June 28, 2007
By HELEN UBINAS , Courant Staff Writer
I figured I'd grab a snack at Aqui Me Quedo, head down Park Street and hang out for as long as it took to spot one of the renegade bikers.
Considering that a motorcyclist pulling a wheelie had just killed a man the day before, I thought they'd be lying low.
But I'd hardly bitten into my alcapurria before some yahoo was weaving in and out of traffic.
You're surprised? folks on the street chided me.
All of Park Street's beautification projects won't mean a thing, said the guy working at Morris Package Store, until someone puts the brakes on these reckless drivers.
Janis Comstock said she's had to leap out of the way of motorcyclists who jump the curb. And even if the cops are out here, she said, the riders totally disregard them.
Actually, I'd say it's more of a mutual disregard.
I was driving in front of a police cruiser on Albany Avenue Tuesday afternoon when a kid on a pocket bike tore into traffic.
Busted, I thought, as I watched the cop in my rearview mirror.
Not even close. The cop barely blinked.
Cops I talked to said they've got bigger issues to deal with. Did I forget about the police chief's Safe Summer 2007 Initiative against violence?
And even if they did try to crack down on these wheelie-popping morons, cops said the speeders know police can't chase them. The city has a pretty strict policy against pursuing fleeing vehicles.
Makes sense. You don't want to end up killing someone because you're chasing some kid on a bike.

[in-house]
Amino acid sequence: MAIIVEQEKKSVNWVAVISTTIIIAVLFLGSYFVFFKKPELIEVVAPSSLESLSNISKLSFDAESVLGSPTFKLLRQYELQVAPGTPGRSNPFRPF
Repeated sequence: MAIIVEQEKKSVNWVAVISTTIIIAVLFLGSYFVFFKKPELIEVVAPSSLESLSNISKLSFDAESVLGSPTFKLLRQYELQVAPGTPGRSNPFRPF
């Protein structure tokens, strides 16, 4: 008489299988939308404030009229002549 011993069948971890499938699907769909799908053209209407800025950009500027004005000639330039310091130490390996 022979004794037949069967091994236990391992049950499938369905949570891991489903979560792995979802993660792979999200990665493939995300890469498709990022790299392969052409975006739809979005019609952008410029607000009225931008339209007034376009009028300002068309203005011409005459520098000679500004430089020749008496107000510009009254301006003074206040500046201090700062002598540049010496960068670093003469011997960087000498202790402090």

But throwing your hands up and handing over the city to a bunch of lawless motorists who are putting everyone's life at risk is unacceptable. An older man who had finally found a little security is dead. And the driver who police say is responsible for Sunday's accident remained in serious condition Thursday at Hartford Hospital.
Coming down on these motorcyclists might seem like a small thing, but it's not.
Think about it: If people see nobody cares about guys drag racing around the city, then people are going to start thinking nobody cares about drug dealing on the corners, or carrying a gun.
New York learned that the smaller issues matter a lot more than a decade ago. It's about time we learned that, too.
I'm not saying there's an easy answer here. But for starters, how about a checkpoint at Colt Park on weekends when the place is overrun with bikers?
License and registration, boys.
Give out some hefty fines to riders driving illegally, impound a few bikes, and send a clear message that the city is done tolerating this nonsense.
Because here's the thing: More innocent people are going to die. A few summers ago, it was 13-year-old Abigail Morales, who couldn't resist a ride on a fast bike. Sunday, it was a 67-year-old man just trying to cross the street.
And while we're on the subject of innocent people, let me tell you a little something about that man.
His name was Enrique Valdez. His friends, the ones who are planning a memorial, called him Cuba. He was a father, his sister told me when I reached her in Florida, to two children who still live there.
And he wasn't homeless, as we first reported.
After years of living between the city's streets and shelters, the folks at Immaculate Conception Shelter helped Enrique get an apartment about five months ago.
He was thrilled, housing director Ricardo Cruz said. Proud of finally having a place to call home.
"I can finally hang my clothes on hangers," Valdez told Cruz.
Reprinted with permission of the Hartford Courant.
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